Luke arrived at the studio early with a big box of goodies, found objects to “mummify”: an assortment of scientific lampworking parts, a brass clock, a badger’s skull, and we even had a dead cockerel waiting in the freezer for him too (Don’t ask). These objects were destined for some pretty unusual and even hazardous kiln and hot shop experiments over the course of our first exciting day.
Hot Glass Trails and ‘Super Material’
First we looked at the results of trailing hot glass from the furnace over an object covered with a blanket, in this case a fire blanket. Unlike the continual stands that wrap centrifugally around a turning form (usually glass trails are pulled over a turning form on a blowing iron) we could see that pulling a uniform thickness of trail from a hot bit gathered from the furnace was problematic and unreliable. Another problem we found was that fibreglass blanket (fire blankets are usually fibreglass), is prone to sticking to the hotter molten glass. Hot glass gathered at 1100 degrees C will burn material it falls on, but after only a few seconds it will cool in the air and fail to stick to anything, thus shaping it requires additional pressure and pulling. This resulted in various thicknesses and shapes of strand. Some research and investigation into the materials and types of temperatures tolerated by fire blankets really did throw up some variables. Luckily we found some fireproof material capable of withstanding 1000 degrees C. With some fabric samples, we started to cut glass and lay onto small patches of the new ‘super material’ to test its strength and capacities in the kiln. We tested samples of different thickness float at different temperatures to see how it picked up the form and texture of the material.
The Mock Leg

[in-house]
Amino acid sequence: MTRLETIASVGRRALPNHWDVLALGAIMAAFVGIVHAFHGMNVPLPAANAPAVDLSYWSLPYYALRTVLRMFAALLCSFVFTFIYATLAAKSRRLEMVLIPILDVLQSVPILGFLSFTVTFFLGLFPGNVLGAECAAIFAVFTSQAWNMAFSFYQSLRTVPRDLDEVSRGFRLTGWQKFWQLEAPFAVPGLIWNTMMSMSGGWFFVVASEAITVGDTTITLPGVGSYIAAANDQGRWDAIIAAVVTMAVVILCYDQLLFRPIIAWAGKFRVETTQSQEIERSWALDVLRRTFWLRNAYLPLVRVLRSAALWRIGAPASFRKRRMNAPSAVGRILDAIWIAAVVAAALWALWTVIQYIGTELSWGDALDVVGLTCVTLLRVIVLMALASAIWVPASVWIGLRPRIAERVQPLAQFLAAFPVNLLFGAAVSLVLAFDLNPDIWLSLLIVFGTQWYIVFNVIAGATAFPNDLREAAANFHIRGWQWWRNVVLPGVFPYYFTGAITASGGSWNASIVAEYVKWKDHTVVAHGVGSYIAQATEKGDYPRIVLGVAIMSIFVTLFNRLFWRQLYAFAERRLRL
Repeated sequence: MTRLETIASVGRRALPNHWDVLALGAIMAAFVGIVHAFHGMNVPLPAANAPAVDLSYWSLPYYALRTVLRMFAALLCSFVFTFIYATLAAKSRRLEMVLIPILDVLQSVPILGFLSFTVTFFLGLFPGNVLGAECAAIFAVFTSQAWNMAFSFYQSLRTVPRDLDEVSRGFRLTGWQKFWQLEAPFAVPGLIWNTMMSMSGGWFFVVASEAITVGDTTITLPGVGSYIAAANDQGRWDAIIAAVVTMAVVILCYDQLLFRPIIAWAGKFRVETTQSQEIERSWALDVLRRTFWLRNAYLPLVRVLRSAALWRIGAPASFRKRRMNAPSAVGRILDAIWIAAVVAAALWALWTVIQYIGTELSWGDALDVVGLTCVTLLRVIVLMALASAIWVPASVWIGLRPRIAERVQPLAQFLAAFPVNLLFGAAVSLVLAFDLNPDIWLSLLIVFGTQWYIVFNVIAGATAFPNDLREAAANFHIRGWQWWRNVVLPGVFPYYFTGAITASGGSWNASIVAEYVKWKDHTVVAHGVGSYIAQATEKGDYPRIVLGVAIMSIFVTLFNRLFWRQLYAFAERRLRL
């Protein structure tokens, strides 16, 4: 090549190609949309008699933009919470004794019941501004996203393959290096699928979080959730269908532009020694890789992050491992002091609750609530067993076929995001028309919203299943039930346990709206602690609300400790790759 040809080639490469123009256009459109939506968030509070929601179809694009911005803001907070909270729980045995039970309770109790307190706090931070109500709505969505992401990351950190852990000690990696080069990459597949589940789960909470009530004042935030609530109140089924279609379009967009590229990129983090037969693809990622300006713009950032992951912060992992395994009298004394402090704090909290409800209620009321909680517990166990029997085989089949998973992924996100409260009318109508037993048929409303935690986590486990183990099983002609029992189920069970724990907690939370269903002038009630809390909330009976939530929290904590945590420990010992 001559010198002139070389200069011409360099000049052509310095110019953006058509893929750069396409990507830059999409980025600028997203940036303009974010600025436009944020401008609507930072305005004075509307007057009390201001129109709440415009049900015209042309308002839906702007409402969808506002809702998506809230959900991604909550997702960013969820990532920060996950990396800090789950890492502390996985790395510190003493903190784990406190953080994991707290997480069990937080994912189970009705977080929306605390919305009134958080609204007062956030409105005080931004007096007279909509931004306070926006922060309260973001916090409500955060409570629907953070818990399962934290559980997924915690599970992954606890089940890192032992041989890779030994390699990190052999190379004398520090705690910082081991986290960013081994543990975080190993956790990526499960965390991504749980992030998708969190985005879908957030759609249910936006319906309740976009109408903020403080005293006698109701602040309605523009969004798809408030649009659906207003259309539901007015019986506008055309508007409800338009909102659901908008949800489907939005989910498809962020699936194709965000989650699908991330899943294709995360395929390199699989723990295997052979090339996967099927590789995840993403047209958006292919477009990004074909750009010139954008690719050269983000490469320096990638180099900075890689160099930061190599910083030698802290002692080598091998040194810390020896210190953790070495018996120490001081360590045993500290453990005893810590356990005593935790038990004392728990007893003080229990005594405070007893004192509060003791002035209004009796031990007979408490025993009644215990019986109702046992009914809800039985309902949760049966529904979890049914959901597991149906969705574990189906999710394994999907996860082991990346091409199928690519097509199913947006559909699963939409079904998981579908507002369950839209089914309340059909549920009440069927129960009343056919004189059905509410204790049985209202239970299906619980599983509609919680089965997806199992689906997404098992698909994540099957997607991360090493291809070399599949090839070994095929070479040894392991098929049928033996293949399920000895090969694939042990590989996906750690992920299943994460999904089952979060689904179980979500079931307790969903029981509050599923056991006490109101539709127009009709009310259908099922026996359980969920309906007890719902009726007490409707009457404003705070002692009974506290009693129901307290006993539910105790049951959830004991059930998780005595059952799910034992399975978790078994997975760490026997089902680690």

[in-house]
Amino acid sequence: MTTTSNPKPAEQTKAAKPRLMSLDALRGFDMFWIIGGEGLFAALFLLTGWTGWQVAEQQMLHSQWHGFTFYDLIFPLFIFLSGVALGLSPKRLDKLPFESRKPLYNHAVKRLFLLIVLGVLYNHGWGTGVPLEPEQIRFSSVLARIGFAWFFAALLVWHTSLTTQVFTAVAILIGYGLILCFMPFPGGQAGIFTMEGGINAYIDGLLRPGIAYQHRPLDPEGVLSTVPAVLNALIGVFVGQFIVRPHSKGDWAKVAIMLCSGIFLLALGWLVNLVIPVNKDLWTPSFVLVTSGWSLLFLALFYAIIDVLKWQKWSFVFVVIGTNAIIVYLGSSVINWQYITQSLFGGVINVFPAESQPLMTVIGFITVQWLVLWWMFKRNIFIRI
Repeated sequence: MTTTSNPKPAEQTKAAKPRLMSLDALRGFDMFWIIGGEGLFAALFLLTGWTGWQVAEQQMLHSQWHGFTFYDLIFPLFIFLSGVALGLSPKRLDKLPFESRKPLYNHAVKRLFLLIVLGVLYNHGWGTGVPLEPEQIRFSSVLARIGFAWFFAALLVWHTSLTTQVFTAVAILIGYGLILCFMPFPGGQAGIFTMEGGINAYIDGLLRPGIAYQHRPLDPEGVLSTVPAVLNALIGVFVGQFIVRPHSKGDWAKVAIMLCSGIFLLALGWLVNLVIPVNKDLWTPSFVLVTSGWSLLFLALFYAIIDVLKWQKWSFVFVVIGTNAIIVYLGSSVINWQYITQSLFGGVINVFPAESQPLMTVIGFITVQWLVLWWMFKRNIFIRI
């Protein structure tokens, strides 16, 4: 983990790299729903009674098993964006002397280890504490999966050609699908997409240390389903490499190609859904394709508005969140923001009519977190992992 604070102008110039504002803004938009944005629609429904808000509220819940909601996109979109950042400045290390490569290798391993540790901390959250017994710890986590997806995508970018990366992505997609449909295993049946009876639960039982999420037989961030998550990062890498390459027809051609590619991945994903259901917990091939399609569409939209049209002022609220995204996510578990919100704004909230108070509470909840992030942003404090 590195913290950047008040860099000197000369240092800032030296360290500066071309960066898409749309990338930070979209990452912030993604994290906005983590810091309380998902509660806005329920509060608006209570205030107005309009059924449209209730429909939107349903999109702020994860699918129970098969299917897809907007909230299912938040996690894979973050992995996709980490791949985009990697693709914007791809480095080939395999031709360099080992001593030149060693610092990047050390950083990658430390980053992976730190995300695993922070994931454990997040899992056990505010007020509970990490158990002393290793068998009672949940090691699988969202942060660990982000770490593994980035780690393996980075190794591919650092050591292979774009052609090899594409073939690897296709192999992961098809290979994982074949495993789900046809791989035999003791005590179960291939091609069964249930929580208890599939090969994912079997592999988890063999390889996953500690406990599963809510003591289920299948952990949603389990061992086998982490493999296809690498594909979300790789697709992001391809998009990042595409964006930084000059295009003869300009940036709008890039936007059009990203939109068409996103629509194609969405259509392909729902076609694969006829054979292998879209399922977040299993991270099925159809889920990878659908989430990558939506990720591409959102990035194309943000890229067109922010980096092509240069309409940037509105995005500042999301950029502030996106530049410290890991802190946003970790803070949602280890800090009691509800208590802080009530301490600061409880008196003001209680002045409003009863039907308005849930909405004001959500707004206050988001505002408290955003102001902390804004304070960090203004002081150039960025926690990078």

Luke was soon turning to another vein of ideas involving a kiln-formed figure, appearing to be wrapped in blankets. The piece would be formed from a single glass sheet slumped in the kiln over a form (wrapped in the fibre material), rather than woven from the trailed thread of hot furnace glass, or a mobile vitrigraph, as had been discussed. We discussed ways to make a replica of the figure. Our kilns were too small, at 1m long, and it seemed crazy to try anything so big so soon. We began a “mock” leg, the solution to our dilemma of working too big too soon. One leg of a pair of jeans was stuffed with newspaper and a shoe (Luke’s own!) was attached. As Luke stood bare socked on one foot, we covered the ensemble with plaster bandage onto a flat overspill surface. When hardened the shell was turned over and in-filled with refractory mould mix. This was then put into the kiln and surrounded with fibre blanket laid out to exaggerated material folds, and a piece of float glass balanced on top. The kiln was fired with the hope that we would pick up enough texture and the fold effect to create what Luke was searching for. While this was coming up, we discussed the next few ideas over lunch, joined by our resident engineer and technician, David Billington, Katie Huskie and James Devereux from the fabulous Devereux and Huskie Glass studio, all of whom had given up their afternoon to experiment and prototype ideas in the hot shop with Luke.